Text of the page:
What You Know May Hurt You: Investment Biases

We all bring our own biases from our life experiences to any decision, whether it’s our health, jobs, politics or our money. If your money biases are in the driver’s seat, they may have adverse effects on our wealth in the long run.

Here are some examples of common biases: In our experience, individual stock ownership by residents that live in close proximity to or work for a locally based corporation are often higher. Sometimes that may work out if the company is very successful and that is reflected in their stock price.  In other cases, owning local may work the other way. However, the perception that people living near or working for a corporate headquarters know more about the future direction of its stock price has the potential to be a very dangerous bias.  Many examples over the years illustrate this point.  Enron and the stock holders that lived near or worked for the company come to mind.

Another bias is that of home country. Though the US is the largest economy in the world, it is certainly not the only economy in the world that presents investment opportunity. Beyond investment opportunities that exist in other parts of the world, adding non US based companies also adds diversification to a portfolio that may help returns over the long run.*  In our opinion, we think some American investors forget the ability we have to “own” companies from the far reaches of the world through mutual funds and ETFs.

Sometimes our own work experiences cause us to take action on our personal investment choices. It seems the more success investors enjoy themselves and with their friends and family, the more willing they are to take on investment risk. The opposite seems to be true as well. Suffering through the loss of a job and being surrounded by poor economic conditions may lead many to feel the same is true for everyone, everywhere.

Finally, prolonged periods of low investment returns may also make it feel like that is the only logical long term view.  Many prognosticators see continued low returns for the future. ** They may be correct, obviously the future is truly unknowable. However, it may be important to keep in mind that over the past 15 years the US stock market has only returned approximately 3% on average, as opposed to its long term average of 10%. ***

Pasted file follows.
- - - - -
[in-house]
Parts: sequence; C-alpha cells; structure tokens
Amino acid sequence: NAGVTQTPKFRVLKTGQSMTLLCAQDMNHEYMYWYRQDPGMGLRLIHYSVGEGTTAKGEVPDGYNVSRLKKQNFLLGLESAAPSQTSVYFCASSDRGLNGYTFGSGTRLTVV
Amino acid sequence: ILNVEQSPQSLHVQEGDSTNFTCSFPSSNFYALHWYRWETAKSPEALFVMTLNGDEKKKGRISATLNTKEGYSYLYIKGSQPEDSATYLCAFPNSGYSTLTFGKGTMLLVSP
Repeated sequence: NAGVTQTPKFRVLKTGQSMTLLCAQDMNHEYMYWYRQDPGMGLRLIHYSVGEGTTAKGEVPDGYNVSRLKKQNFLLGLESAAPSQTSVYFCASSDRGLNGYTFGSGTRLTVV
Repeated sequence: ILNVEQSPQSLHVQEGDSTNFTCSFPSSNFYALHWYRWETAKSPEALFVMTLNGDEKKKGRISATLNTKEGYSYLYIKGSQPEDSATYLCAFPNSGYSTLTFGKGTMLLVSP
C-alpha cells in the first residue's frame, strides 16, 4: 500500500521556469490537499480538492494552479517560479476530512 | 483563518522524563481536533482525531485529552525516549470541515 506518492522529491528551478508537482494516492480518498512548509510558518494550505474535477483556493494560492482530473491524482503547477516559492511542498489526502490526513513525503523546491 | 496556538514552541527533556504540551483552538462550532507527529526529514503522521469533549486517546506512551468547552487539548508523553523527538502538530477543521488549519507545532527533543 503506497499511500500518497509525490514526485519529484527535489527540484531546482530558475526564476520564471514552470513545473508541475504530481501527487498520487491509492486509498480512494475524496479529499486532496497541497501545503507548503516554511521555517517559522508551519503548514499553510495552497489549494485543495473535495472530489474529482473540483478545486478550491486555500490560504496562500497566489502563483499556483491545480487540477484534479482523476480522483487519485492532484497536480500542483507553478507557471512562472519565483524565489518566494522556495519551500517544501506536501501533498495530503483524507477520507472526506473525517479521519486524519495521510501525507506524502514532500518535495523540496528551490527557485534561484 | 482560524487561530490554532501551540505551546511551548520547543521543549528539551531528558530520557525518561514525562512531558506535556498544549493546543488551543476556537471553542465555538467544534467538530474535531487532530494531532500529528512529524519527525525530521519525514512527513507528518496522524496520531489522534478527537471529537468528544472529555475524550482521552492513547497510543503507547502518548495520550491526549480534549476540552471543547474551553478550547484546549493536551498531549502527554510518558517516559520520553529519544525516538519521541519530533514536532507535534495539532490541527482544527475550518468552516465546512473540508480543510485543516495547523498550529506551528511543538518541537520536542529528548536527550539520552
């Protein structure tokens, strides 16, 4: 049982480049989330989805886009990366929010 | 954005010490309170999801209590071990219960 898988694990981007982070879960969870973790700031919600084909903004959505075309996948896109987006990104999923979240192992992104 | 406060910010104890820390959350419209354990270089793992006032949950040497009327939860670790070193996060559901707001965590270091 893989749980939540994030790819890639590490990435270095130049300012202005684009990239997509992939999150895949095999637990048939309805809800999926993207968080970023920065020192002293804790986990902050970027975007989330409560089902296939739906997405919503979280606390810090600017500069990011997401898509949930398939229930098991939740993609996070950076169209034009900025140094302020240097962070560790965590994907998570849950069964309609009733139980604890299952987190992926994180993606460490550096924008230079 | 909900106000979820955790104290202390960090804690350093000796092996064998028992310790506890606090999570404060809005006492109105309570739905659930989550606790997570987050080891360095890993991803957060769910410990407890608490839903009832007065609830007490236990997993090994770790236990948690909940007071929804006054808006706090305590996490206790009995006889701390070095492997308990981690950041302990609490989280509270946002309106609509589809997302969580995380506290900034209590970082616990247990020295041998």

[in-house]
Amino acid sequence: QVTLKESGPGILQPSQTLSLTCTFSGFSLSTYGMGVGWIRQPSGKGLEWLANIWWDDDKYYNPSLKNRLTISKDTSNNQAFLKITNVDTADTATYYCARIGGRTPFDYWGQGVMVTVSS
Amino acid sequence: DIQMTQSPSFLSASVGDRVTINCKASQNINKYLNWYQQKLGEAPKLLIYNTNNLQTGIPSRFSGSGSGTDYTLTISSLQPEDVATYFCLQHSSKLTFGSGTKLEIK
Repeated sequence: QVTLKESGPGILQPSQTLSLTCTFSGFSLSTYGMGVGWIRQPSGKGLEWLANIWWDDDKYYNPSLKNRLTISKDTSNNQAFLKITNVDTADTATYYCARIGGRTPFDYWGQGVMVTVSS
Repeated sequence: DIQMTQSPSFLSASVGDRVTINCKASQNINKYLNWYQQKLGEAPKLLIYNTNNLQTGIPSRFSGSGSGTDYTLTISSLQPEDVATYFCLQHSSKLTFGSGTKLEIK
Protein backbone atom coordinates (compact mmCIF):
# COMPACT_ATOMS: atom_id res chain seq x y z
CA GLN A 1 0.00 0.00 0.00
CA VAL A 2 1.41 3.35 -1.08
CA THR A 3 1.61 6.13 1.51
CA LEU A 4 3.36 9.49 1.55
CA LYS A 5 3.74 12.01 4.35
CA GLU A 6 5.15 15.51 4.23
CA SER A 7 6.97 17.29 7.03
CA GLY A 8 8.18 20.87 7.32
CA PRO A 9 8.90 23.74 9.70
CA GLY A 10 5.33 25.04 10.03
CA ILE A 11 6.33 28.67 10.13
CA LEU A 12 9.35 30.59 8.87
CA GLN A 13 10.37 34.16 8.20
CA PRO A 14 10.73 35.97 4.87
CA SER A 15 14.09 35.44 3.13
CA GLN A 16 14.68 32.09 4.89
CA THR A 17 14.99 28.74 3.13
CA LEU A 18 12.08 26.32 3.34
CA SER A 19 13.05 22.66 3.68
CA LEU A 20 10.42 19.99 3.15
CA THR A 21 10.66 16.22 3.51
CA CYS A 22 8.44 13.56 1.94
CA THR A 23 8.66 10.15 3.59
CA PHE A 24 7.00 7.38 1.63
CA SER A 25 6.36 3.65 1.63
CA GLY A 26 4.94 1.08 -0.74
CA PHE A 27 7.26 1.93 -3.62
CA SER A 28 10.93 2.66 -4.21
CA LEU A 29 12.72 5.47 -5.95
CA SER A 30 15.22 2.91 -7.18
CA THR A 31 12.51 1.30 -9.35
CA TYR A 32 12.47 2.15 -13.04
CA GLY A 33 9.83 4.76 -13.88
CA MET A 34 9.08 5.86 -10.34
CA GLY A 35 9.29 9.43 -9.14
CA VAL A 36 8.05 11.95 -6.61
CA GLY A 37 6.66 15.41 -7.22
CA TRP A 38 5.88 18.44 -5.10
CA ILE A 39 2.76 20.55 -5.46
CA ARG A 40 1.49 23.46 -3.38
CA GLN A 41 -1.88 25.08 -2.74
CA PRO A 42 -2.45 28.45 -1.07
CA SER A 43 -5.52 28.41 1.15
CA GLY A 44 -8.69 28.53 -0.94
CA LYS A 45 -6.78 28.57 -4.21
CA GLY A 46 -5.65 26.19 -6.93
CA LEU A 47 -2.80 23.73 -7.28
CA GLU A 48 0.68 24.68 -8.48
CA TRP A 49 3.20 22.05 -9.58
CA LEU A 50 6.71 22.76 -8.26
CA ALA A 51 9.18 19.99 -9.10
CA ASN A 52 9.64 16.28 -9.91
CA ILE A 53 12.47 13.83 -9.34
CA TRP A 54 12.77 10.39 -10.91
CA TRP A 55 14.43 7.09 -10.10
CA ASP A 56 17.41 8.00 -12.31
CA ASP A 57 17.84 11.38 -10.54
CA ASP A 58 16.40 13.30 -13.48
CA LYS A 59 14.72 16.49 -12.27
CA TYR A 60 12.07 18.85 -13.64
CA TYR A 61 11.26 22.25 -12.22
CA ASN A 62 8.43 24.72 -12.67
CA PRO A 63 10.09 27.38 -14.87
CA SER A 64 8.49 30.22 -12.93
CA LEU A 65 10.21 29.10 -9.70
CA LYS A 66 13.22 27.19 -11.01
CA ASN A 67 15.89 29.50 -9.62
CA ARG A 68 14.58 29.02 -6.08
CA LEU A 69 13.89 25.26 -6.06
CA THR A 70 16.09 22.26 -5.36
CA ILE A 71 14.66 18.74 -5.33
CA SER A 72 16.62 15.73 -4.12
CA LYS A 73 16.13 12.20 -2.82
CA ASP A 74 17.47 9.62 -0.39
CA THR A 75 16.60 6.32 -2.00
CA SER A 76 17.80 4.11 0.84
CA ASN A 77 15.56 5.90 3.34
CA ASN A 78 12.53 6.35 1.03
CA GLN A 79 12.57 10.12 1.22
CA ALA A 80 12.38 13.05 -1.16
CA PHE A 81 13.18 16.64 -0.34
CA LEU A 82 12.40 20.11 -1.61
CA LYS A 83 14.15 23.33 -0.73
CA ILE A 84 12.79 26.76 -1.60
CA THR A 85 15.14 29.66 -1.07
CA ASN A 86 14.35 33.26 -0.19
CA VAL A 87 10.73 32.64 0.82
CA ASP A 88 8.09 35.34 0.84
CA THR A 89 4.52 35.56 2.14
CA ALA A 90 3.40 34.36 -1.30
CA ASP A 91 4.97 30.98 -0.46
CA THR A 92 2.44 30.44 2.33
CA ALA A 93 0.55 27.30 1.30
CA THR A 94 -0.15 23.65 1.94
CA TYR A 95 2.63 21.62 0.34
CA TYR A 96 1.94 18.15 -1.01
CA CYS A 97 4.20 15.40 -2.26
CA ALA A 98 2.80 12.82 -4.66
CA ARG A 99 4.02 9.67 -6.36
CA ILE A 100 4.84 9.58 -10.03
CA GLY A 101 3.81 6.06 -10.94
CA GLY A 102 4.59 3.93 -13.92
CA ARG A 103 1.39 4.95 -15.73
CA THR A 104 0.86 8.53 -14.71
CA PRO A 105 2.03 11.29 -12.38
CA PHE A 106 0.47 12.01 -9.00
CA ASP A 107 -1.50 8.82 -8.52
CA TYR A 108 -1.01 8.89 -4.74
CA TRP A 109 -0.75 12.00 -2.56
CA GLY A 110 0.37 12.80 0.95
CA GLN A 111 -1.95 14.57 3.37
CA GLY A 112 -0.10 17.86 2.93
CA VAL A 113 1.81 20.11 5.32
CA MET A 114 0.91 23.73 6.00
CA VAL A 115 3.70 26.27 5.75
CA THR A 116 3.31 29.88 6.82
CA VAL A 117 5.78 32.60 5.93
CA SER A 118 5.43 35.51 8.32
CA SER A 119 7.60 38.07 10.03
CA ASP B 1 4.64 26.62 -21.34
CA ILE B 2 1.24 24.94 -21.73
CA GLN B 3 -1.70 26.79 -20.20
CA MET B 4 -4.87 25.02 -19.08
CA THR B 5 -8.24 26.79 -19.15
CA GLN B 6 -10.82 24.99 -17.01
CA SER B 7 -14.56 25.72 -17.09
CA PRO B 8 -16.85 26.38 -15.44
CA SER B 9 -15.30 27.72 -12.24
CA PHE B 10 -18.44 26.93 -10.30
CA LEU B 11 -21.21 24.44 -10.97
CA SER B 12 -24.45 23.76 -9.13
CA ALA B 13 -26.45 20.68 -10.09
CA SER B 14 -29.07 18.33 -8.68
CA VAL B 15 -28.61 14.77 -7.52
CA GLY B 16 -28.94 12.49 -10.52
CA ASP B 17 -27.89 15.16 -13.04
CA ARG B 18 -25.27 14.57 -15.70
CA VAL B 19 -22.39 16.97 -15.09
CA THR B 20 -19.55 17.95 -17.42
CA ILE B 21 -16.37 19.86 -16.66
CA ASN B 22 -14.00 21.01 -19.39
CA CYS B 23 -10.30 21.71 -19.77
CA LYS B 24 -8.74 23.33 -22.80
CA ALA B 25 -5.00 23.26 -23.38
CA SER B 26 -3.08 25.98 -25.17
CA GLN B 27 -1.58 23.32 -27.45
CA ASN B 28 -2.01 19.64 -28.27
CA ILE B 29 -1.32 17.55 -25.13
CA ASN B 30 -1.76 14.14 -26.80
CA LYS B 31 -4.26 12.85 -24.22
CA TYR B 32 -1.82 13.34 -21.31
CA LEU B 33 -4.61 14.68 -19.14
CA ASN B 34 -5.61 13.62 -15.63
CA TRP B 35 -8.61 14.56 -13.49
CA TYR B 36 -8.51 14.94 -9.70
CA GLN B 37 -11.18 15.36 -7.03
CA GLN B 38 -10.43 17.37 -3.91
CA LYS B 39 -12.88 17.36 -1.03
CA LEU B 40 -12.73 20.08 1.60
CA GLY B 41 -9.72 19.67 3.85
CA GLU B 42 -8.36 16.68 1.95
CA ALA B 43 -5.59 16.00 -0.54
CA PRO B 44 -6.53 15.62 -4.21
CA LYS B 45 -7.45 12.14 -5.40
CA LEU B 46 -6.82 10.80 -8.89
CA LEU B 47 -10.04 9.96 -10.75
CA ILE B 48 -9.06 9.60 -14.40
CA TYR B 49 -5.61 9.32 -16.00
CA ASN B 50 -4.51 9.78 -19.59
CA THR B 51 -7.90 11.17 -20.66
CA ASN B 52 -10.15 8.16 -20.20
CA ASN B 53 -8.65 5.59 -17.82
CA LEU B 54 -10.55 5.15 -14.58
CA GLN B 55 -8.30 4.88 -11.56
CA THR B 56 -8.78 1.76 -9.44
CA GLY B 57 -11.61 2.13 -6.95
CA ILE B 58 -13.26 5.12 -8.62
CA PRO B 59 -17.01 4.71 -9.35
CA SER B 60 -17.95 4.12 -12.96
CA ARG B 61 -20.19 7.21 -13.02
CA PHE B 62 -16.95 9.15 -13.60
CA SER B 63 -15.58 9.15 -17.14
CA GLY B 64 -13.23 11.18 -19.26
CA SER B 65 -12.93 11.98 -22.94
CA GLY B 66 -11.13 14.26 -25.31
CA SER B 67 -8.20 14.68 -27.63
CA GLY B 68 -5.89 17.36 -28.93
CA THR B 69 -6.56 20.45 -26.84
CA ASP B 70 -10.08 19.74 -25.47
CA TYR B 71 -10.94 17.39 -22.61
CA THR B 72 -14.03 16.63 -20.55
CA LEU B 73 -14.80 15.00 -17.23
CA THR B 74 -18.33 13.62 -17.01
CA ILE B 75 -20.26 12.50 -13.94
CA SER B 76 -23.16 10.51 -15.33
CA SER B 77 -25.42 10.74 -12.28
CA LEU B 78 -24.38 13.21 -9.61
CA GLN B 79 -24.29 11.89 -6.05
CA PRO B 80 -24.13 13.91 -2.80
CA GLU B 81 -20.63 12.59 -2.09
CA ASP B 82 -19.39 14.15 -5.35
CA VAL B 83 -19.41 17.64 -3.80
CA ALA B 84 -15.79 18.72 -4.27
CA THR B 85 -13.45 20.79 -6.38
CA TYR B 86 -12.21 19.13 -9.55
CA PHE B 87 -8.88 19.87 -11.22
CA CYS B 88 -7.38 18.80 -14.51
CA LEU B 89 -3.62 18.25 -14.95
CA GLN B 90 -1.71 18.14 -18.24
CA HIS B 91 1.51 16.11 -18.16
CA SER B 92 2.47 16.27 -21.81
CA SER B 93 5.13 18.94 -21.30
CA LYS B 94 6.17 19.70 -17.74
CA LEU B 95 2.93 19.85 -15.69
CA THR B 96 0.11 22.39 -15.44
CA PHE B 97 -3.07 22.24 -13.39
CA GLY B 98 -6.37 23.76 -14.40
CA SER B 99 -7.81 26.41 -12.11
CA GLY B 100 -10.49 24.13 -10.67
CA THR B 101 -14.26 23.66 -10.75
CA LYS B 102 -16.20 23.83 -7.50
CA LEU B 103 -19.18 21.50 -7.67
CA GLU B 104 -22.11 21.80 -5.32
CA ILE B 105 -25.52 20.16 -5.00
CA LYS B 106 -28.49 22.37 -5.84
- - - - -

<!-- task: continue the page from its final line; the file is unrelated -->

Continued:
The importance of recognizing personal biases may have a big impact on one’s success as an investor.  For most people, having a long term relationship with a financial planner who you trust to identify your biases may help you keep moving toward your goals, despite your biases.

*Vanguard. Global equities: Balancing home bias and diversification 2014

**Barron’s: Expect Five Years of Slow Growth, Tepid Returns 7/31/15

***Advisor Perspective. Doug Short January 2016

The opinions expressed in this article are those of author and should not be construed as specific investment advice. All information is believed to be from reliable sources, however, no representation is made to its completeness or accuracy. All economic and performance information is historical and not indicative of future results. Investing involves risk including the potential loss of principal. No investment strategy can guarantee a profit or protect against loss in periods of declining values. Diversification cannot assure a profit or guarantee against a loss. Indices are unmanaged and do not incur fees. One cannot directly invest in an index.
Fee-Based Planning offered through W3 Wealth Advisors, LLC – a State Registered Investment Advisor – Third Party Money Management offered through ValMark Advisers, Inc. a SEC Registered Investment Advisor – Securities offered through ValMark Securities, Inc. Member FINRA, SIPC – 130 Springside Drive, Suite 300 Akron, Ohio 44333-2431 * 1-800-765-5201 – W3 Wealth Management, LLC and W3 Wealth Advisors, LLC are separate entities from ValMark Securities, Inc. and ValMark Advisers, Inc.